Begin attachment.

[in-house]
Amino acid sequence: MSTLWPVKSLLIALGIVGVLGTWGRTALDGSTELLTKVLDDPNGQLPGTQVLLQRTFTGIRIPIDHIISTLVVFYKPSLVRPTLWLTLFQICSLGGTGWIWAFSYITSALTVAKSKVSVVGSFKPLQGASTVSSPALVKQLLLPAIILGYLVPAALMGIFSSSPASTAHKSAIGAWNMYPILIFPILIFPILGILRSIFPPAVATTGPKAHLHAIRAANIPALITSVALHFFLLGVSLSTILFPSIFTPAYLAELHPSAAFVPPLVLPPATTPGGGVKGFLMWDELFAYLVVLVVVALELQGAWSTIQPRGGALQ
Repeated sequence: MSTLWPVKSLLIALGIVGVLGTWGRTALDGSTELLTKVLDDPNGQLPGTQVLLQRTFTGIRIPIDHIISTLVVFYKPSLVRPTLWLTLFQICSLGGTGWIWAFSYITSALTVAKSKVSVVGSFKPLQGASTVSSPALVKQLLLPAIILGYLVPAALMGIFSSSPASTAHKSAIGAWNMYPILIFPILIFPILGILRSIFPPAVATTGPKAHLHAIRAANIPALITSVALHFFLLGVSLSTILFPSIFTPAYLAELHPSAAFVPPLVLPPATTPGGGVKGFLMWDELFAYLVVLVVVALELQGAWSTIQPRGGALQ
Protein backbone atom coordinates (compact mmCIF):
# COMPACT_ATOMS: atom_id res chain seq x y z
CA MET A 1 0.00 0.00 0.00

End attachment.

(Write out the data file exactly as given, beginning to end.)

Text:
[in-house]
Amino acid sequence: MSTLWPVKSLLIALGIVGVLGTWGRTALDGSTELLTKVLDDPNGQLPGTQVLLQRTFTGIRIPIDHIISTLVVFYKPSLVRPTLWLTLFQICSLGGTGWIWAFSYITSALTVAKSKVSVVGSFKPLQGASTVSSPALVKQLLLPAIILGYLVPAALMGIFSSSPASTAHKSAIGAWNMYPILIFPILIFPILGILRSIFPPAVATTGPKAHLHAIRAANIPALITSVALHFFLLGVSLSTILFPSIFTPAYLAELHPSAAFVPPLVLPPATTPGGGVKGFLMWDELFAYLVVLVVVALELQGAWSTIQPRGGALQ
Repeated sequence: MSTLWPVKSLLIALGIVGVLGTWGRTALDGSTELLTKVLDDPNGQLPGTQVLLQRTFTGIRIPIDHIISTLVVFYKPSLVRPTLWLTLFQICSLGGTGWIWAFSYITSALTVAKSKVSVVGSFKPLQGASTVSSPALVKQLLLPAIILGYLVPAALMGIFSSSPASTAHKSAIGAWNMYPILIFPILIFPILGILRSIFPPAVATTGPKAHLHAIRAANIPALITSVALHFFLLGVSLSTILFPSIFTPAYLAELHPSAAFVPPLVLPPATTPGGGVKGFLMWDELFAYLVVLVVVALELQGAWSTIQPRGGALQ
Protein backbone atom coordinates (compact mmCIF):
# COMPACT_ATOMS: atom_id res chain seq x y z
CA MET A 1 0.00 0.00 0.00